Digital TV - The Great Switch
February 17, 2009 was the day federal law required all TV broadcast stations to start broadcasting in digital as well as the traditional analog format. By June 12, all stations must terminate all analog broadcasting. The switch, which has come to be known as The Digital Transition, will affect all viewers. Whether you get your television over the air or through cable and satellite dish systems, the future has just caught up with all of us. What does the Digital Transition mean for your Cable and Satellite Dish television viewing?
With the impending digital TV age upon us, it's important to have an understanding of what this new era brings. While there are several benefits to having Digital Cable TV, millions of TV viewers risk losing reception unless they take a few easy steps to get a digital signal. This article should give you the few details you will need to be ready for February 17th and a smooth transition into the digital age. It is relevant for both satellite dish and cable TV customers.
Why the Switch to Digital TV
Congress gave the go-ahead for the conversion to all-digital TV broadcasting, in order to free up frequencies for public safety communications such as police, fire, and emergency rescue. Another good reason for the switch to digital TV is how much data it can transmit, how consistent the data stays over distance, and what type of data the signal can carry.
A digital cable TV signal doesn't produce the same problems with our TV’s picture as an analog transmission does. Television in the digital age won't be limited to video and audio; our televisions will become truly interactive. Digital also has more efficient transmission technology and this enables broadcast stations to present a more enhanced image and better sound quality, as well as offer additional programming options for consumers through multiple broadcast streams.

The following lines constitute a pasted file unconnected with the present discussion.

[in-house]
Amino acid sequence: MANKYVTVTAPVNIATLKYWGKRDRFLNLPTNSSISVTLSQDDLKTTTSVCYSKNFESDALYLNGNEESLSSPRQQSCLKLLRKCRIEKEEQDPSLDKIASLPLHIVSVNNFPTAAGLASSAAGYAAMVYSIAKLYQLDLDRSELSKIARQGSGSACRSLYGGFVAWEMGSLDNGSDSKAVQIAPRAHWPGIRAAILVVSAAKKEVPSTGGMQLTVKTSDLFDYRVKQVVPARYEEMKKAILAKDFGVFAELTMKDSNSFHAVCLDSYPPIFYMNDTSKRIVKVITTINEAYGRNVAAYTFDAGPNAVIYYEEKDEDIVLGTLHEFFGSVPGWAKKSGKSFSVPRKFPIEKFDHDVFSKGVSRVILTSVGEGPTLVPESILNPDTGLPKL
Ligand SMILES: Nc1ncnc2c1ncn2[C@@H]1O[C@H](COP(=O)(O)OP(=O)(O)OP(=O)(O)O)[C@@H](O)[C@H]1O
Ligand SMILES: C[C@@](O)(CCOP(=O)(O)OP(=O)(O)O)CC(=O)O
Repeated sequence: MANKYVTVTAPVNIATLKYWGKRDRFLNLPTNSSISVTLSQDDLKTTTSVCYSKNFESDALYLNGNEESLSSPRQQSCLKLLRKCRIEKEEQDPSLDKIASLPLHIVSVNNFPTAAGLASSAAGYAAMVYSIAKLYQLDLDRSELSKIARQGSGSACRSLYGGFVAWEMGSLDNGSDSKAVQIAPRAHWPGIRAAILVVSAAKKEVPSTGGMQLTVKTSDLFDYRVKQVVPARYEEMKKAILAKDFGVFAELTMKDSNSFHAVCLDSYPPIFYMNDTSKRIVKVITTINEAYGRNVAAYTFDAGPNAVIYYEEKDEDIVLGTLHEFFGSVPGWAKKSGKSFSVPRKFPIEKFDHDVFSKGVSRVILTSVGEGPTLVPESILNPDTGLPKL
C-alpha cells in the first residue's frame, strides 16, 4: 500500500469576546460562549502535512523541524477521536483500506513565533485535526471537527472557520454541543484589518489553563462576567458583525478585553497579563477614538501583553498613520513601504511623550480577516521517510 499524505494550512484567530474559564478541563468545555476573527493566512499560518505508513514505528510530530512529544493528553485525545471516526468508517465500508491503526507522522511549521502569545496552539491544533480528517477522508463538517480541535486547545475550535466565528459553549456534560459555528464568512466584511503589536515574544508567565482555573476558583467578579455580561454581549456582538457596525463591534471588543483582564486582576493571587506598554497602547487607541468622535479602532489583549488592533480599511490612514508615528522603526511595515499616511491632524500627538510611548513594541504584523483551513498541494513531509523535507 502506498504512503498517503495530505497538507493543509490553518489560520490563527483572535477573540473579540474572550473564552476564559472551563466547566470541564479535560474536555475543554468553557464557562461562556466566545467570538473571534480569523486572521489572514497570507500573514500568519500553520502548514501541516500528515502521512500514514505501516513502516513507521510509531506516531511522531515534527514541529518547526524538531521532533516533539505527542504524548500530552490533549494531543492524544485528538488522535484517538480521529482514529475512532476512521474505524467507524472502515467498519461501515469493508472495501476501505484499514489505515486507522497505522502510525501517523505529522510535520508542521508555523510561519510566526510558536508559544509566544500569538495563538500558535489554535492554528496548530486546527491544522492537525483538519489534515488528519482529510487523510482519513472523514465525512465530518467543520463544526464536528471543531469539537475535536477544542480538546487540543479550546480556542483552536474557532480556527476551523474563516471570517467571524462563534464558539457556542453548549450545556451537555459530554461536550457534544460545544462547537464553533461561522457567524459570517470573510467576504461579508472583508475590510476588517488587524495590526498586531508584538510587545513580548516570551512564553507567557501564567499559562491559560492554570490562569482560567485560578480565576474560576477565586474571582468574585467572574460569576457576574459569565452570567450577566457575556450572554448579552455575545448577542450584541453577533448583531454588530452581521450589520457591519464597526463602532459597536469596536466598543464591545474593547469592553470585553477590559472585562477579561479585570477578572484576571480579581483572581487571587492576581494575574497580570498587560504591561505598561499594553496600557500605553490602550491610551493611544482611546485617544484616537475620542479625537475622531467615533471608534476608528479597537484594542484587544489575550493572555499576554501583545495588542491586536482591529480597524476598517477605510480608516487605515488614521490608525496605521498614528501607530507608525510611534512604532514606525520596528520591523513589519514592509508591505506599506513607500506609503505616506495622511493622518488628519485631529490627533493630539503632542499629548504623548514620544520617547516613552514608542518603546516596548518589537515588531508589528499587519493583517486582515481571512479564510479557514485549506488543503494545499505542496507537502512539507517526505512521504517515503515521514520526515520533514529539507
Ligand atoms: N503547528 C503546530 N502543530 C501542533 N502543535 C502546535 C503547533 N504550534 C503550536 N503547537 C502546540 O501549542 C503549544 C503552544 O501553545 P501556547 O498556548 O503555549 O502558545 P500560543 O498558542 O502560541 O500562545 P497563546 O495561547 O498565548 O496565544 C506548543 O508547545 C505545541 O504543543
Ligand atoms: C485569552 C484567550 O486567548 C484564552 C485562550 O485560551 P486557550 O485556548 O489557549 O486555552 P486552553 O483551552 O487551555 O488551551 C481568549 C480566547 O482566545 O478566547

How to Get Ready for the Digital Cable TV Transition?
What you need to be ready for the switch to digital cable TV will depend on the type of your television programming, whether you obtain programming over-the-air, from a satellite dish or cable television provider. If you need help choosing between Satellite and Cable television then I suggest you read Satellite vs Cable TV to help you make the best choice that will fit your lifestyle.
If you receive only free over-the-air television programming, the type of TV you own, either a digital TV or an analog TV, is very important. Viewers who receive only free over-the-air television may view digital programming through a digital TV set. The only additional equipment you’ll need if you have a digital TV set to view over-the-air digital programming is a regular antenna, either on your roof or a smaller antenna on your TV.
Benefits of Digital TV
With a digital satellite TV system, less bandwidth is required and therefore can be compressed and compression makes it possible to deliver a larger amount of data. Digital satellite TV systems are very similar to the traditional TV broadcast; it sends data signals to your home through the air instead of via radio waves. However, the information is sent and received by satellite dishes, rather than smaller TV aerials, which are able to receive and transmit information from satellites orbiting and resulting in a clearer, more direct signal.
Digital picture and sound means a perfect picture on all your TV's. Say goodbye to grainy television pictures. The Digital switchover is here and this means that your old Televisions just won't pick up signals anymore. A good way to avoid this uncomfortable situation is to get a dish for a satellite TV system installed. Read How to Install A Satellite Dish for a full explanation of the procedure. You will then be able to watch TV through a satellite feed, rather than purchase an expensive new TV that can pick up the digital cable TV signal.
Disclaimer: Please note that this article was written when the satellite TV provider DISH was branded as DISH Network. As of 2/1/2012 DISH Network has changed their branding name to DISH. Article post date: 08/07/2009.